Engineered flooring, due to the way it is manufactured, offers superior dimensional stability. It is more stable than its traditional counterpart, “solid” wood flooring. If you are unfamiliar with the construction of engineered wood flooring, it is essentially manufactured in a manner similar to plywood. The plywood base, or “substrate,” is made of thin layers of wood which are oriented with their grain in an alternating arrangement (90 degrees for each subsequent layer, or “ply”), and glued under heat and pressure. This creates a very stable wood flooring product, less susceptible to movement that could present itself as gaps between flooring boards, cupping, or crowning.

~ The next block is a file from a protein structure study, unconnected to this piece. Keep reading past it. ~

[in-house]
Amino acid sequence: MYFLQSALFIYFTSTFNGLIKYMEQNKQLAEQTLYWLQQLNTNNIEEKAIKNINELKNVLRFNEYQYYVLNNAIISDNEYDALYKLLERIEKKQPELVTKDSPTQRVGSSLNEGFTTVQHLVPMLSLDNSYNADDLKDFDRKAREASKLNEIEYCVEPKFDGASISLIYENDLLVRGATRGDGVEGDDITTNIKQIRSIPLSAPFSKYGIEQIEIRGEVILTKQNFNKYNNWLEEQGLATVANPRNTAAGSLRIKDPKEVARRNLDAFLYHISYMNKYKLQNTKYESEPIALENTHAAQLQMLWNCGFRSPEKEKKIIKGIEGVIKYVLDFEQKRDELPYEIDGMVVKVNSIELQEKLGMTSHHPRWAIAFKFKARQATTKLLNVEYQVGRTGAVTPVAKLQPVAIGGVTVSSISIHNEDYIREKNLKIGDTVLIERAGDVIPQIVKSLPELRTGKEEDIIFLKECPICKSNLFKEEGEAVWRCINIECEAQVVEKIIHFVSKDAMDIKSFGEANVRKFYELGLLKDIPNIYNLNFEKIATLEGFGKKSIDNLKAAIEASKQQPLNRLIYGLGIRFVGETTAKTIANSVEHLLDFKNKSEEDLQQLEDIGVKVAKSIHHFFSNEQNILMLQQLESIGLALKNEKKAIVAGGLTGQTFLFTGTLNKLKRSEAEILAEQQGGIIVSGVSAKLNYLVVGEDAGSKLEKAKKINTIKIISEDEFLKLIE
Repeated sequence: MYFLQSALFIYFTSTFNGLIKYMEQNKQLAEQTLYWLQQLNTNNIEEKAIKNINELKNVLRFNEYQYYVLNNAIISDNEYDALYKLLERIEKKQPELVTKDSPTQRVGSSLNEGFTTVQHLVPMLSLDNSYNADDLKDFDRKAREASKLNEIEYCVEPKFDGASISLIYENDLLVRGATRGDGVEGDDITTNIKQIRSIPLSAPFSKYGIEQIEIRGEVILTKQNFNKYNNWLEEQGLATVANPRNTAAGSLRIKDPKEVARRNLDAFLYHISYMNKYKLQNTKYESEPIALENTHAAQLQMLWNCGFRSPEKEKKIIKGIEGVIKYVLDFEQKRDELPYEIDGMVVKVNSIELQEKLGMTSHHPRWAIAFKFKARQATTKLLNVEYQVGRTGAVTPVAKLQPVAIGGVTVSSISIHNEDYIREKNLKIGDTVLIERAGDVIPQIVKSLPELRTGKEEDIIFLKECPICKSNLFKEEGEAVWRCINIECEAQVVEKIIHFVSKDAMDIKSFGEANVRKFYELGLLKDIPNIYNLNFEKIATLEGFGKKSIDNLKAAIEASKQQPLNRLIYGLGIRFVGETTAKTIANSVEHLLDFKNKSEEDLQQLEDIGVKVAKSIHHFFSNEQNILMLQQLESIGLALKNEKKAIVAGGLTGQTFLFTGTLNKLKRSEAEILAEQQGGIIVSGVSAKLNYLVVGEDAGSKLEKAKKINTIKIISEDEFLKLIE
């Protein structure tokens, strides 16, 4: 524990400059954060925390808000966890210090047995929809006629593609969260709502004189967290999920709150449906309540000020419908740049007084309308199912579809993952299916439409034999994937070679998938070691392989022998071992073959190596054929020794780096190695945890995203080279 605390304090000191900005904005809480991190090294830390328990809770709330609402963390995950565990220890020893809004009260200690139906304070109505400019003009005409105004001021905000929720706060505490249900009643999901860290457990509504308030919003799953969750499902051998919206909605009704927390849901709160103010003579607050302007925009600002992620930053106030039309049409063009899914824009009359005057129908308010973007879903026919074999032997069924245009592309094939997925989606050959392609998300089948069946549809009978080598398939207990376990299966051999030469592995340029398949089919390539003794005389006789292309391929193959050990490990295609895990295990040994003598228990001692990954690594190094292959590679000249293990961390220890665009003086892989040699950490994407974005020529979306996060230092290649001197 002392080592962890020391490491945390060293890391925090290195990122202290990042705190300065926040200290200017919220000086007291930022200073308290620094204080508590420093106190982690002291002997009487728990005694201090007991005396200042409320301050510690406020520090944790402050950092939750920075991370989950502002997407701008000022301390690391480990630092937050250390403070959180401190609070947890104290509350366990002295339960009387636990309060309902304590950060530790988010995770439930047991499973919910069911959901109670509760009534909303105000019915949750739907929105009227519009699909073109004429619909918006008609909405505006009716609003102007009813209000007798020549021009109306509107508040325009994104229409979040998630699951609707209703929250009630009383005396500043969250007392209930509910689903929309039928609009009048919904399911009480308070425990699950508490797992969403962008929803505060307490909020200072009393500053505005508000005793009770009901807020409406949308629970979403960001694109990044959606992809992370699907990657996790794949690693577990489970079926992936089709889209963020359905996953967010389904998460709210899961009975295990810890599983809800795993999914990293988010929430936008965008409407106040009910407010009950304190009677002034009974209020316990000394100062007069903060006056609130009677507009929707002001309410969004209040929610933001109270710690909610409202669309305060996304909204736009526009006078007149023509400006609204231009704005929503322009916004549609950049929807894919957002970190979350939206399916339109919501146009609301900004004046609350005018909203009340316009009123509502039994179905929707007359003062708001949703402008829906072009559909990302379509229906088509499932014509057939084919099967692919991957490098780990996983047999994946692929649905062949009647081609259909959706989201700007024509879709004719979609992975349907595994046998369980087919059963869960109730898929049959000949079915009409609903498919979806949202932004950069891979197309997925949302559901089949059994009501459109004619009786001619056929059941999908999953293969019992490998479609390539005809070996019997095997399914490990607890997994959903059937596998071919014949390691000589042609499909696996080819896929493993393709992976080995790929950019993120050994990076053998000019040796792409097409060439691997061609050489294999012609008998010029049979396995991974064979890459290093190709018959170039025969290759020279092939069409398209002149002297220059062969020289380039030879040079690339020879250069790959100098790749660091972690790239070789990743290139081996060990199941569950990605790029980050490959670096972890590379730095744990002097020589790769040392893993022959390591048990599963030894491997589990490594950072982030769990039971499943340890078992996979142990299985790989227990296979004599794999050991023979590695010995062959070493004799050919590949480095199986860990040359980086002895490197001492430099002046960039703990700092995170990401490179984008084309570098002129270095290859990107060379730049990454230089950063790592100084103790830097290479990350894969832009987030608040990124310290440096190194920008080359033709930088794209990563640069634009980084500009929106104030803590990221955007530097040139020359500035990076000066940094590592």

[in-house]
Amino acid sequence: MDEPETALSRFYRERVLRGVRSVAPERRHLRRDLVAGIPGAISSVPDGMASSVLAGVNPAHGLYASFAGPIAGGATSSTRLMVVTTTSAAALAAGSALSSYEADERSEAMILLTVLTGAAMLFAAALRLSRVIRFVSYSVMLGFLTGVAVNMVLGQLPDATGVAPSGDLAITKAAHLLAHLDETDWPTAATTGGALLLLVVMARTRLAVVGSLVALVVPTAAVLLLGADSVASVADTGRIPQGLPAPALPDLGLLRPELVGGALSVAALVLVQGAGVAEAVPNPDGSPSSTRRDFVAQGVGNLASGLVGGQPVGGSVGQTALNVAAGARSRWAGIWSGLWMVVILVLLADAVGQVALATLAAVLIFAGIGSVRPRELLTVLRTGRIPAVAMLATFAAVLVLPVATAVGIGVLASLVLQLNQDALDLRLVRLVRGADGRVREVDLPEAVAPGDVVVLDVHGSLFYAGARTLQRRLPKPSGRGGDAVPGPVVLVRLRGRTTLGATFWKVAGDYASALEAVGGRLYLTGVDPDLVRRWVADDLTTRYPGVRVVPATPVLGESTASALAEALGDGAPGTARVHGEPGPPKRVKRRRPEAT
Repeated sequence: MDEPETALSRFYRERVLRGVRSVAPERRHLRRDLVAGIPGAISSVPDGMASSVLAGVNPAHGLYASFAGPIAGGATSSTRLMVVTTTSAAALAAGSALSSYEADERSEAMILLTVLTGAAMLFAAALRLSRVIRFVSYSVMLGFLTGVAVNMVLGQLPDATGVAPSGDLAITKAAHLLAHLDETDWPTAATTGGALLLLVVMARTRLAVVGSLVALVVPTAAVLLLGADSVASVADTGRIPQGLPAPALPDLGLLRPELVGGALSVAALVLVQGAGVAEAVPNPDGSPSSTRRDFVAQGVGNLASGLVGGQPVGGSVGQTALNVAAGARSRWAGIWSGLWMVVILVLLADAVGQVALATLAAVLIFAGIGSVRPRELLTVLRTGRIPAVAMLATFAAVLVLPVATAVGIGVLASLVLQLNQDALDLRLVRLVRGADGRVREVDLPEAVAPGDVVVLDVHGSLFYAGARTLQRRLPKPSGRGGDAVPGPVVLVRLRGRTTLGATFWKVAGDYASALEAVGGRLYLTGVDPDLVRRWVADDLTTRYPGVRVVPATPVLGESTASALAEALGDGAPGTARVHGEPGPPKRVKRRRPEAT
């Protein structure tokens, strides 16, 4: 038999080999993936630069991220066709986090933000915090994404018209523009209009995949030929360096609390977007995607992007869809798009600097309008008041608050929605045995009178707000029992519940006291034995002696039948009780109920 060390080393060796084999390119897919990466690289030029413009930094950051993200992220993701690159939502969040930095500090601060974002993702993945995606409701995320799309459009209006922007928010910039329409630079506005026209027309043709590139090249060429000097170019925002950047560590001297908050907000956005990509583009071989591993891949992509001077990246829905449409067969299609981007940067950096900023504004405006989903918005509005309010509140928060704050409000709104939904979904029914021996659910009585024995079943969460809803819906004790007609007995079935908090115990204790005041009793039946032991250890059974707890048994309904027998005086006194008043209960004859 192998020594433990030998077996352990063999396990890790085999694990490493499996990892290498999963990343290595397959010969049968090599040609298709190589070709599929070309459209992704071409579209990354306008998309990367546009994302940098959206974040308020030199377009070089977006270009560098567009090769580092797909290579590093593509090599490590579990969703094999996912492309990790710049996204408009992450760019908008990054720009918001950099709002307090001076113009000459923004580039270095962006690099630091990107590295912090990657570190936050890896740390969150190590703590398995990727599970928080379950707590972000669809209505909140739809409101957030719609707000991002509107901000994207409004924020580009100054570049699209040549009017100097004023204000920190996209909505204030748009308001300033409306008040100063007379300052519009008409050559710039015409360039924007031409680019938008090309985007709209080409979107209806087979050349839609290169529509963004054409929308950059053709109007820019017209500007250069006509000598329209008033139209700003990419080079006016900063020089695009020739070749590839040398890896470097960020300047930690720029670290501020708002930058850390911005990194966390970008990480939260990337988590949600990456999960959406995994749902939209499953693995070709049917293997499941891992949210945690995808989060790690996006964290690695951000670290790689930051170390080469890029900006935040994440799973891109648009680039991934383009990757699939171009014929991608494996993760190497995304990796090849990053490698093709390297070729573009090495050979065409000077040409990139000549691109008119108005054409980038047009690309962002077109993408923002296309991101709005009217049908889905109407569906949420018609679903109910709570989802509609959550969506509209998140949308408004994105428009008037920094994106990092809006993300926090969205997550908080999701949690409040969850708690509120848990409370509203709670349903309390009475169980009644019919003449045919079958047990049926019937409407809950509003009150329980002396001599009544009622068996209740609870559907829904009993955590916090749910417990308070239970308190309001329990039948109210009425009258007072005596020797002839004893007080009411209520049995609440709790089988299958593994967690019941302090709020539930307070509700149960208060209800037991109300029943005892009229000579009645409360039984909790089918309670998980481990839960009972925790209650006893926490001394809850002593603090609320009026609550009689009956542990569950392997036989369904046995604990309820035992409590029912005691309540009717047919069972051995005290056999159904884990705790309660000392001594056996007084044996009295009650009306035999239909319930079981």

This highly stable base, when bonded to the top layer, or “wear layer” (what you walk on and see after installation), is what makes engineered wood flooring more resistant to the normal movement that occurs in wood flooring during changes in the relative humidity within the structure.
Many homes and commercial buildings undergo significant seasonal variations in relative humidity. In some parts of the United States the relative humidity within a building could range from 10% in the winter to 90% in the summer, depending on whether humidification is used during the heating months, and whether air conditioning (which dehumidifies the air) is used in the summer months.
All wood “moves” to a certain degree with these changes in relative humidity, and engineered wood flooring simply moves less than solid wood flooring because of the superior dimensional stability of the multi-ply substrate. Today there are a myriad of choices in engineered flooring in both exotic and domestic species, in both prefinished as well as unfinished engineered wood flooring. For many installation scenarios the superior dimensional stability of engineered wood flooring is worth considering.